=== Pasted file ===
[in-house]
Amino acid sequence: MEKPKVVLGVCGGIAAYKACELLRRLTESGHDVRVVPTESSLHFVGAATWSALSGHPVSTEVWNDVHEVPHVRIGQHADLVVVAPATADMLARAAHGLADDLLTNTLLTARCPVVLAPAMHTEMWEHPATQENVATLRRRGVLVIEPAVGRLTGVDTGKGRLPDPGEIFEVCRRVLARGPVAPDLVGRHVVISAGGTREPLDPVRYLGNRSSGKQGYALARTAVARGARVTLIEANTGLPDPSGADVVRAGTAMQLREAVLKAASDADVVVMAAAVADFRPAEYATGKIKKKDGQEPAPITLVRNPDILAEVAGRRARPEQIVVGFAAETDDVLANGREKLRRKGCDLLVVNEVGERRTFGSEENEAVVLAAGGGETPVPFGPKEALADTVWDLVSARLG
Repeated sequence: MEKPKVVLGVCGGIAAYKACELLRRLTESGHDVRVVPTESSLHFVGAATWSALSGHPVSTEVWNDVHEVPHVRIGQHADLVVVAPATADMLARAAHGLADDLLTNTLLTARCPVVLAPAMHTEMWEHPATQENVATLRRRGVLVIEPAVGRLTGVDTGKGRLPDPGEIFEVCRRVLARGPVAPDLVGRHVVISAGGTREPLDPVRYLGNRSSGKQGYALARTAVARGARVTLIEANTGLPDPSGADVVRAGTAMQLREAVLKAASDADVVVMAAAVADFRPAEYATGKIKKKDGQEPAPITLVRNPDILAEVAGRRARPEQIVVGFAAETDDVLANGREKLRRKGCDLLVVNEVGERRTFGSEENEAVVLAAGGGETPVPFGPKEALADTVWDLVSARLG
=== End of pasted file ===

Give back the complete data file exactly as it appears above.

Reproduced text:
[in-house]
Amino acid sequence: MEKPKVVLGVCGGIAAYKACELLRRLTESGHDVRVVPTESSLHFVGAATWSALSGHPVSTEVWNDVHEVPHVRIGQHADLVVVAPATADMLARAAHGLADDLLTNTLLTARCPVVLAPAMHTEMWEHPATQENVATLRRRGVLVIEPAVGRLTGVDTGKGRLPDPGEIFEVCRRVLARGPVAPDLVGRHVVISAGGTREPLDPVRYLGNRSSGKQGYALARTAVARGARVTLIEANTGLPDPSGADVVRAGTAMQLREAVLKAASDADVVVMAAAVADFRPAEYATGKIKKKDGQEPAPITLVRNPDILAEVAGRRARPEQIVVGFAAETDDVLANGREKLRRKGCDLLVVNEVGERRTFGSEENEAVVLAAGGGETPVPFGPKEALADTVWDLVSARLG
Repeated sequence: MEKPKVVLGVCGGIAAYKACELLRRLTESGHDVRVVPTESSLHFVGAATWSALSGHPVSTEVWNDVHEVPHVRIGQHADLVVVAPATADMLARAAHGLADDLLTNTLLTARCPVVLAPAMHTEMWEHPATQENVATLRRRGVLVIEPAVGRLTGVDTGKGRLPDPGEIFEVCRRVLARGPVAPDLVGRHVVISAGGTREPLDPVRYLGNRSSGKQGYALARTAVARGARVTLIEANTGLPDPSGADVVRAGTAMQLREAVLKAASDADVVVMAAAVADFRPAEYATGKIKKKDGQEPAPITLVRNPDILAEVAGRRARPEQIVVGFAAETDDVLANGREKLRRKGCDLLVVNEVGERRTFGSEENEAVVLAAGGGETPVPFGPKEALADTVWDLVSARLG